In volume two of his magnum opus, Popper moves on to examine Hegel and Marx, tracing back their ideas to Aristotle, and arguing that, as arch-historicists, the two were at the root of 20th century totalitarianism. By historicism he means "an approach to the social sciences which assumes that historical prediction is their primary aim, and which assumes that this aim is attainable by discovering the 'rhythms' or the 'patterns', the 'laws' or the 'trends' that underlie the evolution of history.” (Poverty of Historicism, p. 3). This approach claims that there is an inevitable and deterministic pattern to history,. The overriding force of this supposed pattern serves to elide the democratic responsibility of each of us to make our own free contributions to the evolution of society,. This way of thinking leads to totalitarianism. Another of Popper’s targets is what he calls "moral historicism", the attempt to derived moral values from the course of history. This tendency may take the form of conservatism, positivism, or futurism. The latter position holds that what is right and just will inevitably triumph. In this way Popper anticipated Sir Isaiah Berlin’s critique of “Historical Inevitability,” as seen in his influential paper of 1954.

After its publication in England, the success of The Open Society and Its Enemies brought Popper an invitation to teach at the London School of Economics, where he moved in 1946.

For Popper the growth of human knowledge proceeds from our problems and from our attempts to solve them. These attempts involve the formulation of theories which, if they are to explain anomalies which exist with respect to earlier theories, must go beyond existing knowledge and therefore require a leap of the imagination. For this reason, Popper places special emphasis on the role creative imagination plays in the formulation of concepts. Formulating our theories with as much verve as possible, we must nonetheless recognize that they may turn out to be false. In this way, Popper dramatically declared, our theories die in our place.

While at the London Karl Popper allied himself with the great economist Friedrich Hayek, whose libertarian thought was later to exercise a great influence on me. Yet since Hayek moved to Chicago in 1950 I never met him.

Popper’s ideas attracted opposition from various quarters. I have already noted the displeasure of Plato scholars because he had disparaged their hero - and also perhaps because a non-classicist should dare to venture into their territory. Yet I have always been encouraged by this incursion and others like it. After all, at one time the experts were almost unanimously certain that homosexuality was perversion. They were wrong, and this needed saying.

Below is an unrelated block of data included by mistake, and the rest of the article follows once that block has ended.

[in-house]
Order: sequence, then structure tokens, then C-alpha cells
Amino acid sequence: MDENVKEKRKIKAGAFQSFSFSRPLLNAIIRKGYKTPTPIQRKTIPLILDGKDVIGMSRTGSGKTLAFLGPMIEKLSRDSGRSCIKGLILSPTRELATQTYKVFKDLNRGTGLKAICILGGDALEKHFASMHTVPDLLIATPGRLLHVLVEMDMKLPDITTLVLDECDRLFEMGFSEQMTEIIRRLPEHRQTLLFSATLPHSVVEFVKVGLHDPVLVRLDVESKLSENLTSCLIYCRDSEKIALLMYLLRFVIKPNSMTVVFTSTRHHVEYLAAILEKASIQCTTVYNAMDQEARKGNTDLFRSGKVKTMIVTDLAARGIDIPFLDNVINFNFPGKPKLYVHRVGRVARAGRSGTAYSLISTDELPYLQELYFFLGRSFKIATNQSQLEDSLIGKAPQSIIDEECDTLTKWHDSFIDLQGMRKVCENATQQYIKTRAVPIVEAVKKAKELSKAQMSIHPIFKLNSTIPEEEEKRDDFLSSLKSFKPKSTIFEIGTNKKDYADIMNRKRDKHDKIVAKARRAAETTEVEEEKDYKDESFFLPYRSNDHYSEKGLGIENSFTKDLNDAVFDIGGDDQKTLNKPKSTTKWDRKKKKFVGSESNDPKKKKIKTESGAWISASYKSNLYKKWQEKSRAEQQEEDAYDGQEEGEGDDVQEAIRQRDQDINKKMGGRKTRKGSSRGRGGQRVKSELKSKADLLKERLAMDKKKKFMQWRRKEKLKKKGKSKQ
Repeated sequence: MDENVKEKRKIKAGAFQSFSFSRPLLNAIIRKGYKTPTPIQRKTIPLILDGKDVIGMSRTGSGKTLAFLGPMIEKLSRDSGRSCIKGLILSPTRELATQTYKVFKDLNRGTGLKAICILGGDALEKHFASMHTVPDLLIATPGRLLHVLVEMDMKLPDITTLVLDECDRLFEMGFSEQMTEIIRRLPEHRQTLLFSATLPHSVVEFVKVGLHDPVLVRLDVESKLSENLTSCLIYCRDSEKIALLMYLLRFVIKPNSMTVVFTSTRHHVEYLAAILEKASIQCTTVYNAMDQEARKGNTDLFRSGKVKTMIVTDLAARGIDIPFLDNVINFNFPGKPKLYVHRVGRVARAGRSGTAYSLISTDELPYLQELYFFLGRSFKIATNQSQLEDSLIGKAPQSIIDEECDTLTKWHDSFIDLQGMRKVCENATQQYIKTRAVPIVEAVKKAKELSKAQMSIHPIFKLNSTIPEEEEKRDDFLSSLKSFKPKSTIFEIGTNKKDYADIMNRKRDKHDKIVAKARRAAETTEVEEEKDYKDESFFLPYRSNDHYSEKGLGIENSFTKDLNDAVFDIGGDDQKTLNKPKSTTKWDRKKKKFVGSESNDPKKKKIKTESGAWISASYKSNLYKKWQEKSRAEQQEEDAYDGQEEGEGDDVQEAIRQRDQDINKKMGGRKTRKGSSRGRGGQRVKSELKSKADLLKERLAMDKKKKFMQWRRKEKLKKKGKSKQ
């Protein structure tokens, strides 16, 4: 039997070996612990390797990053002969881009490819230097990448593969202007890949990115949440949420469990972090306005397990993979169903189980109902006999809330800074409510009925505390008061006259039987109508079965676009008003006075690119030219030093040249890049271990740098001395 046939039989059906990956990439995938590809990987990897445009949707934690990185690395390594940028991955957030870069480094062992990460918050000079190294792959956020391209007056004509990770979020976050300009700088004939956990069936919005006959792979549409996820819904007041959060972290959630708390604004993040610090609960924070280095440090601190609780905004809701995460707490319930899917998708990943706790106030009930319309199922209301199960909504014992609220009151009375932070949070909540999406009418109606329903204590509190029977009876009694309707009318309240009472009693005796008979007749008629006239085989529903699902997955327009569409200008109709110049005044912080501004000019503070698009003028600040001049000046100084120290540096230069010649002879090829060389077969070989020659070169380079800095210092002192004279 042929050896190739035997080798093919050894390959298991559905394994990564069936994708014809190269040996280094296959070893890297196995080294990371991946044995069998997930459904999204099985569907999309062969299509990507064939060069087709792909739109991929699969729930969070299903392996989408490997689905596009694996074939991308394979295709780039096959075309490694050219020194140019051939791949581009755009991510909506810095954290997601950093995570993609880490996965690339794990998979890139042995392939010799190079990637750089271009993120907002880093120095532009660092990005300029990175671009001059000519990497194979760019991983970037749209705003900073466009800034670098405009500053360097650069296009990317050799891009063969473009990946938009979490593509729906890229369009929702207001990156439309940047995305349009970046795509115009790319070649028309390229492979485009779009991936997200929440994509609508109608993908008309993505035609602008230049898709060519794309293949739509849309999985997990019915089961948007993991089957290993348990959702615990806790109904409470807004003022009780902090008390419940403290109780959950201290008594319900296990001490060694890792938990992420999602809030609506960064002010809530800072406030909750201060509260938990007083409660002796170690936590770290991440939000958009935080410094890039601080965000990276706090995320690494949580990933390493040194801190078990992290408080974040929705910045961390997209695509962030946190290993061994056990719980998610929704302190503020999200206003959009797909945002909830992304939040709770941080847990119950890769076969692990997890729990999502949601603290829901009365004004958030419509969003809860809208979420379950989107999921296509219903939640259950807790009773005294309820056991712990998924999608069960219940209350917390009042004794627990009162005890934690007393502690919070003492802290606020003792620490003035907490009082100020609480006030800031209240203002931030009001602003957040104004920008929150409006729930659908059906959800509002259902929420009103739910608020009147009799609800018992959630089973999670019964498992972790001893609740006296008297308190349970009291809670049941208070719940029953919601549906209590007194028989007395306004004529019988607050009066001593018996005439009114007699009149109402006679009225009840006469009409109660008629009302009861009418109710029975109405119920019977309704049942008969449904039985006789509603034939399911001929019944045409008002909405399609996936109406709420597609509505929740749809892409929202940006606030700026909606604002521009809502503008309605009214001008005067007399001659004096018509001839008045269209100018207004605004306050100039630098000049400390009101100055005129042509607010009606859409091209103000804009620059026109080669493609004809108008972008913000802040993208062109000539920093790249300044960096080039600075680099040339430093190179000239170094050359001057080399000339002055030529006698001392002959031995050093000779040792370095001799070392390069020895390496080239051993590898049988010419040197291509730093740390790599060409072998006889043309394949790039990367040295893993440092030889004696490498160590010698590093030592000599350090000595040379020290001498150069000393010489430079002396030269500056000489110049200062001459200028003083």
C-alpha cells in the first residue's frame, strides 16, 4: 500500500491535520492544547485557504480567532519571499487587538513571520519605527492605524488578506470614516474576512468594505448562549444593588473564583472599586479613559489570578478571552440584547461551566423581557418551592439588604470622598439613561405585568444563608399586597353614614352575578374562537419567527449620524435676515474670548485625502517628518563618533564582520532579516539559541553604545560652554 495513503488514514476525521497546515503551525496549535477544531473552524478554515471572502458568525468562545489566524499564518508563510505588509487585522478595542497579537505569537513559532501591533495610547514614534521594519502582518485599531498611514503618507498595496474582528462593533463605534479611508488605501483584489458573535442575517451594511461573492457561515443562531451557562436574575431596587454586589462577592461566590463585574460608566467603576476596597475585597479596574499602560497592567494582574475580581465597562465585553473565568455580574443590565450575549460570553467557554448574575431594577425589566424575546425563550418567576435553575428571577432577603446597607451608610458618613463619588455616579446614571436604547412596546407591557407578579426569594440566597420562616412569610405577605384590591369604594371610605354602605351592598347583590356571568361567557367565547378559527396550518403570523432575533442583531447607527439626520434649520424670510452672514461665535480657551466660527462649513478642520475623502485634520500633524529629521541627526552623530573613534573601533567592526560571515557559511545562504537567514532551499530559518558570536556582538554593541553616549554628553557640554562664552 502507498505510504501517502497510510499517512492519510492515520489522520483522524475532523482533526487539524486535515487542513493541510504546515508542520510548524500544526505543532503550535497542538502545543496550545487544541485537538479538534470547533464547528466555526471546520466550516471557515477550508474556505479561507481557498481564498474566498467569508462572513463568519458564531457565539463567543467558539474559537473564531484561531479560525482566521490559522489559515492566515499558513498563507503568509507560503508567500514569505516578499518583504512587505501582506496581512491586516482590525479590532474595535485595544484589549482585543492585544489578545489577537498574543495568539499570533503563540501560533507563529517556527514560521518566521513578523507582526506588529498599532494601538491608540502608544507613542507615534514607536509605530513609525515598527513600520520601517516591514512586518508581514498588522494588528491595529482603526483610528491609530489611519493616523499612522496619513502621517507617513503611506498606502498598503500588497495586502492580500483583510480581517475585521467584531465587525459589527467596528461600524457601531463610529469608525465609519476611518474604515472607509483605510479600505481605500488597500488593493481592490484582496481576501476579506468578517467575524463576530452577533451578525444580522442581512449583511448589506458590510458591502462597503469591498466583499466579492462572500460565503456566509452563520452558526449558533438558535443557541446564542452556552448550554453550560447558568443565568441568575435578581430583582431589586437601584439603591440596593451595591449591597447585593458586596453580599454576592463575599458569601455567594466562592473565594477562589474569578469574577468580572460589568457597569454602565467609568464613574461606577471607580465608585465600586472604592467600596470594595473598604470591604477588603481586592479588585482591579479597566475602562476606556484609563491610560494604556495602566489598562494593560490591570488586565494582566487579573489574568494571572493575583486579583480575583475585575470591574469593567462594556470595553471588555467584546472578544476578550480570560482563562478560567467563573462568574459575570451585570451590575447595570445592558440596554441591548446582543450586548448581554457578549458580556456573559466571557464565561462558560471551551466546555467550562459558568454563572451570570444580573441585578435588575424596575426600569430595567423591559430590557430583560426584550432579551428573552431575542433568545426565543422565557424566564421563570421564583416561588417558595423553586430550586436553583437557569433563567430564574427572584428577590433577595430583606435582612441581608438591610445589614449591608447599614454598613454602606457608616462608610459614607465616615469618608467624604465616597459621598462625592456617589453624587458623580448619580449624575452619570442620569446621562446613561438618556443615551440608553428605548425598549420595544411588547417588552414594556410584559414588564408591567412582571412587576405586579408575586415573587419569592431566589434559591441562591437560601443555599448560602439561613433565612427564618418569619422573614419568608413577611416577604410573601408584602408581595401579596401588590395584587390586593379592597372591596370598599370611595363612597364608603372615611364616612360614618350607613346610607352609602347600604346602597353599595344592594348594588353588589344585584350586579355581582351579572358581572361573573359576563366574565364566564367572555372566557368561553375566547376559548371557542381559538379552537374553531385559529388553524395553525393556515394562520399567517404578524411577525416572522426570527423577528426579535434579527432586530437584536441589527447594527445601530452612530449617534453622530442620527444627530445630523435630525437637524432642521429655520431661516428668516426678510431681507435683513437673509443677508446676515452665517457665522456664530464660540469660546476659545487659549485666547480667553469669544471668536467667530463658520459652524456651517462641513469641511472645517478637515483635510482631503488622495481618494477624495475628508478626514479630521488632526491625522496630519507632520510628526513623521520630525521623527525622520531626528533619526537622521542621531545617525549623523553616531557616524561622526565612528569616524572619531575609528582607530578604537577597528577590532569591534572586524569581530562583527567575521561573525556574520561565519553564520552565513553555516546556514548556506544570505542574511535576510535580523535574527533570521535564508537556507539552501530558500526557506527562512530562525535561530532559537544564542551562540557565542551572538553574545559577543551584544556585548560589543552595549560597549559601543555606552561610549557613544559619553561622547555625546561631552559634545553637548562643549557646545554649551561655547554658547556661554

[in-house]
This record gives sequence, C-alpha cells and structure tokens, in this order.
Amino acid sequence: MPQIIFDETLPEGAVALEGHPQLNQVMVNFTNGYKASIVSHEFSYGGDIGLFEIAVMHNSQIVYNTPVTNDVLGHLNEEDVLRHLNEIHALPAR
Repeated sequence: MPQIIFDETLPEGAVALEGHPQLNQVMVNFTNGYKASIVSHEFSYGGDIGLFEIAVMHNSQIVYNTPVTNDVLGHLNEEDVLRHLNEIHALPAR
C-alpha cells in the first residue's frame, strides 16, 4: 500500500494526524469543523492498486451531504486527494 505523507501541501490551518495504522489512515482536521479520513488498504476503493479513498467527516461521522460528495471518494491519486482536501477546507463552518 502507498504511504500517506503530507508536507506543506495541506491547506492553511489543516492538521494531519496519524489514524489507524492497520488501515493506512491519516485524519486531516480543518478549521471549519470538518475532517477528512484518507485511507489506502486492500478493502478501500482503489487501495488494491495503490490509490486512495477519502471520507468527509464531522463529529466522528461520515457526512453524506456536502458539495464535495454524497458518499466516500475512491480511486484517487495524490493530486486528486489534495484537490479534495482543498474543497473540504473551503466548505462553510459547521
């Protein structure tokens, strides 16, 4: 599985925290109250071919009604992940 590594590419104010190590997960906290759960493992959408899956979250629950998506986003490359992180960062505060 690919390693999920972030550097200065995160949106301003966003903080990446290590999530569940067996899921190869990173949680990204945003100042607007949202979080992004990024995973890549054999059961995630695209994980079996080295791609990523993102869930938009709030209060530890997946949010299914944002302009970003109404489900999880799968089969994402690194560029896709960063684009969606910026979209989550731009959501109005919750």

Popper also transgressed against some cherished views of the Left. As we have seen he freely criticized Karl Marx. Not unlike his friend Friedrich Hayek, Popper opposed the ideal of universal social planning, then much in vogue. Yet he allowed for carefully targeted “piecemeal planning.”

Popper continued to be intellectually active until the end of his life, producing a number of new books, which I eagerly devoured as soon as they appeared. From his teaching I derived one great lesson: be bold in formulating conjectures--and be ready to abandon them whenever their lack of viability might become evident.


I had skipped medieval history in college, and here I was studying an eleventh-century Bible! I struggled to put the work in context. Here my partner Jack Ferguson, who was doing a D.Phil. in medieval diplomatic history at the University of Oxford, was of considerable help. The Oxford medievalists, his mentors, were well regarded, but they turned out not to have what I wanted. Instead, I found my real guru in medieval history in Walter Ullmann, the head professor in that field at the rival university of Cambridge. Ullmann belonged to that select body of émigrés from Central Europe (in his case from Austria - most of them wholly or partly Jewish - who were to be so influential in forming my thinking. In such imposing volumes as The Growth of Papal Government in the Middle Ages (1955) and Principles of Government and Politics in the Middle Ages (1961), Ullmann sought to lay bare the defining features of political thought in the Middle Ages. He organized his expositions in a series of broad strokes, for example, the contrast between the descending thesis (the principle of hierarchy espoused by the popes and the major rulers) and the ascending thesis (the idea of popular sovereignty, which became prominent only in the later Middle Ages). Ullmann’s approach concentrated on discourse, not events. But he offered what I needed with regard to the mentality or ethos of the era.

I never met Walter Ullmann. However, he frequently spoke on the BBC in a special slot on the Third Programme, where the speakers had to fit their exposition into the twenty-minute interval provided by classical-music concerts. With practice, he had developed a forceful, pithy style that triumphed over the minor handicap of his German accent.